Watch Keepers Weigh a Tiny Hummingbird at Smithsonian’s National Zoo
When patience and sugar water pay off!
Now here's something you don't see every day!
If you treat yourself to one thing today, let it be this video of a hummingbird being weighed at Smithsonian's National Zoo in Washington, D.C.
The footage (below) shows a five-year-old ruby-throated hummingbird named Spot getting his monthly weigh-in. In a flash, the tiny bird touches down on a special wire just long enough to clock in his minuscule weight: 3.6 grams. That's 1.4 grams less than a nickel!
As you can imagine, obtaining voluntary weight on a hummingbird takes a lot of patience. Hummingbirds usually feed from flowers by hovering at just the right distance for their long tongues to reach the nectar inside. But with positive reinforcement training, sugar water, and a little help from technology, Spot learned to land and sit still on a modified feeder.
"Thankfully, Spot is calm around keepers. Having cared for him for several years, we know that the way to his heart is through sugar water," Smithsonian's Bird House keeper Lori Smith and curator Sara Hallager explained in an article for the zoo's website. "We set Spot's sugar water feeder on a T-stand atop the scale and added a wire at just the right distance where he could sit on the perch without flapping his wings."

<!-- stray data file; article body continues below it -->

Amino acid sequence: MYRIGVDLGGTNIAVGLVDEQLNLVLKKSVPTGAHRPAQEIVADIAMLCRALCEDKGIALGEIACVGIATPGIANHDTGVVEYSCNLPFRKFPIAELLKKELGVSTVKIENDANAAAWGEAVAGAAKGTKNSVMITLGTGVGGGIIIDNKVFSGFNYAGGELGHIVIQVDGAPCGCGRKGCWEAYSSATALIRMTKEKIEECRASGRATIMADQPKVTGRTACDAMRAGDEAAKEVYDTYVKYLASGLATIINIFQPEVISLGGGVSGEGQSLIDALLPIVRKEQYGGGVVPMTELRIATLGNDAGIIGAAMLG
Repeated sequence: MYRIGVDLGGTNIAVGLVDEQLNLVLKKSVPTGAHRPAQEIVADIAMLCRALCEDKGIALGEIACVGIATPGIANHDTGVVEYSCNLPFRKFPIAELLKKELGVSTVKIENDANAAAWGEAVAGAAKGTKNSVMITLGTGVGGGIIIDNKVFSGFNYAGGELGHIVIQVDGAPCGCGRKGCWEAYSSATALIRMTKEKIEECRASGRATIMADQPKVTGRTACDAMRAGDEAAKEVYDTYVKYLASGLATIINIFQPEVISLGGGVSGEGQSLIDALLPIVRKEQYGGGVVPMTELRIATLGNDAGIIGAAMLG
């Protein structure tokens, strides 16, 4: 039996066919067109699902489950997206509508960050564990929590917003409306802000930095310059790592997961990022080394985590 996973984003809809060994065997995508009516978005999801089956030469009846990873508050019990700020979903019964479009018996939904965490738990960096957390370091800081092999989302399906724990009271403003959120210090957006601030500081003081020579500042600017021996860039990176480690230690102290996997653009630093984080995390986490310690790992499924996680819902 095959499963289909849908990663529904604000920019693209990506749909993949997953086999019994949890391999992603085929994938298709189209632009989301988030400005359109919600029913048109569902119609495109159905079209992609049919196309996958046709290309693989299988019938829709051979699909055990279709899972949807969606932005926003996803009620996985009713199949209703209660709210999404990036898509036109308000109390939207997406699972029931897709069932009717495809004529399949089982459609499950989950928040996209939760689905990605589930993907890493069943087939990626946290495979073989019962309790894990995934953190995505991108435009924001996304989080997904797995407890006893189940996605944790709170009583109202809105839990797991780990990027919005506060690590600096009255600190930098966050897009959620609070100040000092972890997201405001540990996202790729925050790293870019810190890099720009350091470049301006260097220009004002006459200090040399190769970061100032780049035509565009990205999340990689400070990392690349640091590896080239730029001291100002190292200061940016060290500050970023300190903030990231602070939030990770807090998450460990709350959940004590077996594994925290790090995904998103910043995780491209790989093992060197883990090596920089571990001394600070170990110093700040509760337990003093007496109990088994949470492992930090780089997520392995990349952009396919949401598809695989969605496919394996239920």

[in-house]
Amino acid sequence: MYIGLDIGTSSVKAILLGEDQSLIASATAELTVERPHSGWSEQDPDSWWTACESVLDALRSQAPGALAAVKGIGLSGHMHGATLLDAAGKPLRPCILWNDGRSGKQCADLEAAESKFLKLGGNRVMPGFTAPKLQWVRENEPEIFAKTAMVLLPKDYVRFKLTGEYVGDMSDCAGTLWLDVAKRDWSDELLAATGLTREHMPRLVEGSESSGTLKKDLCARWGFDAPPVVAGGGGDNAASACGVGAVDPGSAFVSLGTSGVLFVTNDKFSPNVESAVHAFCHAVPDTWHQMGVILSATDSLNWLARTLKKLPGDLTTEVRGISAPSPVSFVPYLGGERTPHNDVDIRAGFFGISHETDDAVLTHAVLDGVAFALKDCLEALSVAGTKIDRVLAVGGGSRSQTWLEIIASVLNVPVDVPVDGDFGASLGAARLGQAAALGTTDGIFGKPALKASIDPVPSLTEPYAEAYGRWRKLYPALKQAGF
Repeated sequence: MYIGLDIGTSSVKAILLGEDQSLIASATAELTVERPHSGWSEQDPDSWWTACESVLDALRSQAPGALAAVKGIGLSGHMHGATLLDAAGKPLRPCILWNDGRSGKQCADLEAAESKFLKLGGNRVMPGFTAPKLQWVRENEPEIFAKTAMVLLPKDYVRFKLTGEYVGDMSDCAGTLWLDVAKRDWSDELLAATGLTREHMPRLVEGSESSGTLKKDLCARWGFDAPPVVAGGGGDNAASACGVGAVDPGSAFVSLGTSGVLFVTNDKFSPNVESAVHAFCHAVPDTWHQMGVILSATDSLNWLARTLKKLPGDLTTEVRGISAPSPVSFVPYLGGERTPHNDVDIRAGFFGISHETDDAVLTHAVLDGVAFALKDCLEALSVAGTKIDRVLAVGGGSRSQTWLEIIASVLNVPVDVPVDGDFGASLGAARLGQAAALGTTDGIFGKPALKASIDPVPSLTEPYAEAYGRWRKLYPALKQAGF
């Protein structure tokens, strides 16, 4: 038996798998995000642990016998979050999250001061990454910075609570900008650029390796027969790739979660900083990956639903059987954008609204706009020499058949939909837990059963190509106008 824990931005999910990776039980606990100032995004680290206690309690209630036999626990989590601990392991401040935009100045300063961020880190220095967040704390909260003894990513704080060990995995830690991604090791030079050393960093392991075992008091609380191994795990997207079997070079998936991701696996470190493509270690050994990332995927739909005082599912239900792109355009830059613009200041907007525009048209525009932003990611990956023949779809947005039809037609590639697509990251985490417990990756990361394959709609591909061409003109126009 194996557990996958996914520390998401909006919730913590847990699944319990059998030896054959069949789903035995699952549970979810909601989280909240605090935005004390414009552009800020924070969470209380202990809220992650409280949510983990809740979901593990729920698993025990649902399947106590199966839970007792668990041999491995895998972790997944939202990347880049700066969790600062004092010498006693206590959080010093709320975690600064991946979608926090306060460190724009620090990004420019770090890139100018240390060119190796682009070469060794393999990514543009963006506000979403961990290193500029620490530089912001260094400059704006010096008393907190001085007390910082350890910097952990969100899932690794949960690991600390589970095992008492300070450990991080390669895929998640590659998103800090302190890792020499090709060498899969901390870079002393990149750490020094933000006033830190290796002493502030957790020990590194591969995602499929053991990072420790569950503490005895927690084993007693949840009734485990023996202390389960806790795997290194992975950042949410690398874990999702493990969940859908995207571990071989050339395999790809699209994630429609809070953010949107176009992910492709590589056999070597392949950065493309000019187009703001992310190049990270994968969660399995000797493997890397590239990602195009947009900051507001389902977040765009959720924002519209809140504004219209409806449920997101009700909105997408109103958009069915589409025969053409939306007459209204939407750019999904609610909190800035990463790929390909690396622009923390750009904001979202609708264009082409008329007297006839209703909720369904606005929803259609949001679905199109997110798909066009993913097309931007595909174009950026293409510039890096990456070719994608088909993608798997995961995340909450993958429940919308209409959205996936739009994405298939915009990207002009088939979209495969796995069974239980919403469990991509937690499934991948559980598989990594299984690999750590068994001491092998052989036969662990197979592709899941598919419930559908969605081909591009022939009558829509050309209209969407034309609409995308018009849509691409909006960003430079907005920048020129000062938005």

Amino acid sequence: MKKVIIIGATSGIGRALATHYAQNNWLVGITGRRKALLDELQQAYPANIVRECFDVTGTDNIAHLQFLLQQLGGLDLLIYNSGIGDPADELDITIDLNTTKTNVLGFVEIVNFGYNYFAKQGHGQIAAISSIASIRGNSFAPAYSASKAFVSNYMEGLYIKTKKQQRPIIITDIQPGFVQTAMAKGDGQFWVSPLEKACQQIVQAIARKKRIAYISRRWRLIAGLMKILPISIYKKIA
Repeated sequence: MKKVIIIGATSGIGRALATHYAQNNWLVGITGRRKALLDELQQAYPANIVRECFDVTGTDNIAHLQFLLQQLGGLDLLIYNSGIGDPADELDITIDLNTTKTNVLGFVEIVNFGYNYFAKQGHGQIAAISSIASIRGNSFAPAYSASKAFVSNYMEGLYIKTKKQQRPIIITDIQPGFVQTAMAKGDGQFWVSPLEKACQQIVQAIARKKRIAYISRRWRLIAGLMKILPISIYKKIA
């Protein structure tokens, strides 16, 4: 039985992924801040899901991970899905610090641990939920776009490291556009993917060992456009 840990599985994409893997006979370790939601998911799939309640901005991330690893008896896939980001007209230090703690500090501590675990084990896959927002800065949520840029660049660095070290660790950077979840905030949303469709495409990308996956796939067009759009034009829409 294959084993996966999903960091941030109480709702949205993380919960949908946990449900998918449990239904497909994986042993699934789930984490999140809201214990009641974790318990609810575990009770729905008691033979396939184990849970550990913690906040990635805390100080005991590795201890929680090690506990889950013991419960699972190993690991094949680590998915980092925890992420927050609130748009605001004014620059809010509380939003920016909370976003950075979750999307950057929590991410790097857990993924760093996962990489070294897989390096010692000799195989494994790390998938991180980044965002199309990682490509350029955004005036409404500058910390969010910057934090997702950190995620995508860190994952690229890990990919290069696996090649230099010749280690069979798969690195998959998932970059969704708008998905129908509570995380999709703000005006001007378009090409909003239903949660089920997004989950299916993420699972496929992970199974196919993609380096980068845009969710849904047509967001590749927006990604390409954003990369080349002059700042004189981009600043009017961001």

Now, why weigh a hummingbird in the first place?
Smithsonian's National Zoo records all its birds' measurements. Keeping track of whether they have gained weight, lost weight, or stayed the same, helps keepers know whether or not they need to adjust a bird's diet. It's especially important to monitor the weights of migratory species like hummingbirds, whose weights naturally fluctuate during breeding and migration season.
"Spot is a sweet, social little hummingbird and a wonderful ambassador for his species," Smith and Hallager note.
We couldn't agree more!